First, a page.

A reform of the Swiss gun law to conform to European Union regulations stands a good chance of winning approval in a referendum next month, while opinion about a proposed overhaul of the corporate tax system remains open, according to pollsters.
Opponents of the amended gun law lag more than 30 percentage points behind those in favour, and chances of catching up are slim, an opinion poll published on Friday has found.
An unusually small percentage of respondents to the poll said they are as yet undecided.
However, a parliamentary decision to overhaul the corporate tax law while granting extra funding to the state old age pension scheme is much more contested.
Here, despite a 17% lead for its supporters (see chart), the outcome of the vote still looks uncertain, say experts from the GfS Bern research instituteexternal link, which carried out the poll on behalf of the Swiss Broadcasting Corporation – swissinfo.ch’s parent company.
Under pressure from the EU and OECD, the government and parliament want to remove tax privileges for certain – often foreign – firms using Switzerland as a tax haven. Instead, they plan to introduce a more even system of tax breaks based on profits from patents and deductions for investment in research and development.
At the same time, the proposal foresees a CHF2 billion ($2 billion) payment to the ailing old age pension system.
Parliament approved the controversial package last year, following a popular rejection of a similar corporate tax reform in a nationwide vote two years ago. But in January political activists and trade unions handed in the 50,000 signatures needed to force a referendum.
Opposition to the reform comes from the right and the left, but both political sides are split, and it is not clear for pollsters whether the potential for a protest vote is big enough to reject the law at the ballot box.
“In our poll, people said they dislike the idea of linking two political issues in a vote. But they trust in the government and parliament,” said Lukas Golder, political scientist and co-director of GfS Bern.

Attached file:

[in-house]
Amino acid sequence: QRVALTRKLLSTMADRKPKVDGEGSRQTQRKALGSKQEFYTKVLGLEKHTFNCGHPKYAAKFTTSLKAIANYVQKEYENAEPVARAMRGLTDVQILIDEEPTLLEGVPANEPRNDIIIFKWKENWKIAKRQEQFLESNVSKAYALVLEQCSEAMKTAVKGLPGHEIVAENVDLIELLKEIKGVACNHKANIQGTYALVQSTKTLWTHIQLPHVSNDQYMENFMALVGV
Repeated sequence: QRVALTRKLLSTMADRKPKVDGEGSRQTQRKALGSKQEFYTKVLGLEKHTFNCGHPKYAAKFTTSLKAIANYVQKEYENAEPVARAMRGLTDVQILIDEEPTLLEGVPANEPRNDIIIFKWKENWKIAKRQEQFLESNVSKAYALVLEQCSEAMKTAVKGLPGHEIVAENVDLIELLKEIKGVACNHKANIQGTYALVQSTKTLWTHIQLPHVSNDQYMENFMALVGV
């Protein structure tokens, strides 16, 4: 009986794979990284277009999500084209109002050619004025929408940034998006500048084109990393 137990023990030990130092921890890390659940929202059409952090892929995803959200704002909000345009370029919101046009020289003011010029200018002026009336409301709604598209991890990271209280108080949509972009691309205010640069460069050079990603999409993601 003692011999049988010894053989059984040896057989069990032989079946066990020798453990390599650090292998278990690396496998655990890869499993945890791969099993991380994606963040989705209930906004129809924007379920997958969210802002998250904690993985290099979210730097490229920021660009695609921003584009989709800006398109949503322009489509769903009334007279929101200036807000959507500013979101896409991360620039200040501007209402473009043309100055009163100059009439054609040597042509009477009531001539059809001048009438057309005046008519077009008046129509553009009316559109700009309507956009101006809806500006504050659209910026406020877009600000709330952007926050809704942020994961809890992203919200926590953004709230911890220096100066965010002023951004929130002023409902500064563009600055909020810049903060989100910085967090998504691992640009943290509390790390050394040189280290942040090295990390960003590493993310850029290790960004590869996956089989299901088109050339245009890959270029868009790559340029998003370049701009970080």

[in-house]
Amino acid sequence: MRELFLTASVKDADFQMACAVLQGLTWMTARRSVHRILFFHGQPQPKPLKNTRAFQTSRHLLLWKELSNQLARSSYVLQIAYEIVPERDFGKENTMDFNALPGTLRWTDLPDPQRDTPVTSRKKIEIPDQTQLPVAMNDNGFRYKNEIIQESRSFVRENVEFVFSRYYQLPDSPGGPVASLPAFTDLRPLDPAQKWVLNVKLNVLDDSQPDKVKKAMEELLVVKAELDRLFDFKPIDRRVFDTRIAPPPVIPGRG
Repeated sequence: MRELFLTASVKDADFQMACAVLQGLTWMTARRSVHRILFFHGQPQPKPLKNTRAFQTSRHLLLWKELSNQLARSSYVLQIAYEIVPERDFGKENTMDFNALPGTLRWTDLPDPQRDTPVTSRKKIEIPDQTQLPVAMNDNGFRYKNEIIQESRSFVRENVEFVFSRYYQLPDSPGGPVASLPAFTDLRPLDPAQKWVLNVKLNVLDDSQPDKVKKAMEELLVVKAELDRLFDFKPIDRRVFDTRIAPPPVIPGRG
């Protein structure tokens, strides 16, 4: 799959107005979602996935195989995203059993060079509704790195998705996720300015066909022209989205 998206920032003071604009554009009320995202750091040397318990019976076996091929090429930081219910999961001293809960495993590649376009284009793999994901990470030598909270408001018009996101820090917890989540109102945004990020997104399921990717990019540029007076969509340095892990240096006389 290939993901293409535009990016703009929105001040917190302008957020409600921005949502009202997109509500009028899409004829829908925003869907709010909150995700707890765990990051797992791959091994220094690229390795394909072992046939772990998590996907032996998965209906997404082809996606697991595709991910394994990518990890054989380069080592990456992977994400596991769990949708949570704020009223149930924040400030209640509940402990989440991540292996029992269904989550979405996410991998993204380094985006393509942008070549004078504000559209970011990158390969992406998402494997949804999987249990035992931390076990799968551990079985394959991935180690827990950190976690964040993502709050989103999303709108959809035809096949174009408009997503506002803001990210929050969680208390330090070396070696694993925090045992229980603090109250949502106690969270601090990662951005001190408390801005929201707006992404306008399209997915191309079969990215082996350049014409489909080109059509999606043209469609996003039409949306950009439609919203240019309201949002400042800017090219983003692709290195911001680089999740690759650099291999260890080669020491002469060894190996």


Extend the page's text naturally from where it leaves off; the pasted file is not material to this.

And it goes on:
He says the prospect of a boost to the pension scheme seems to have the upper hand, particularly among older voters, over concerns about drops in tax revenue at the expense of regular taxpayers, and the alleged “undemocratic” linkage of tax and social security issues.
But Golder believes there is still enough time to target voters without a clear party affiliation, setting up additional campaign committees at a local level to build up opposition against the reform package.
“A decisive factor will be to what extent both opponents and supporters will be able to engage their grassroots,” he says. At the moment, there are no indications of a broader campaign from the left or the right and opposition in urban regions appears to be weaker than ahead of the 2017 corporate tax vote.
The referendum against the reform of the Swiss gun law pits conservative groups, notably the right-wing Swiss People’s Party, rifle associations and hunters, against all other major parties, parliament and the government.
Supporters of the law say that the government has reached a good compromise with the EU, guaranteeing the right of citizens to keep firearms.
They also reckon that maintaining membership of a major European database for security and border management is paramount to combat crime and Switzerland could be barred from access to the Schengen Information System if voters refuse to bring Swiss gun law in line with EU regulations.
Opponents, however, argue Switzerland’s gun tradition and its independence from the EU is at risk in the vote on May 19. Click here for more background on the gun law reform.
Edward Weber, political scientist at the GfS Bern institute, sees only very limited scope for a major swing in favour of the conservative opponents of the law.
“Supporters already have a comfortable lead at the beginning of the main campaign,” he says.
Weber points out that the gun lobby keeps a high profile on social media and it has been easy for the rifle associations to drum up support for the collection of the necessary signatures to force a referendum.
Nevertheless, it appears highly unlikely that the political right can convince more than a third of voters to reject the amended gun law, according to pollsters.
“The referendum committee would be well advised to keep up the spirits of the grassroots,” says Golder. “It has to try to prevent people from becoming demotivated.”
Pollsters interviewed 5,924 Swiss citizens from all language regions across the country for the first of two nationwide surveys.
The survey is based on online responses as well as telephone interviews, both with fixed line and mobile phone users, and was carried out from March 25 to April 4.
The margin of error is 2.9%.
The poll was commissioned by the Swiss Broadcasting Corporation (SBC), swissinfo.ch’s parent company, and carried out by the GfS Bern research institute.end of infobox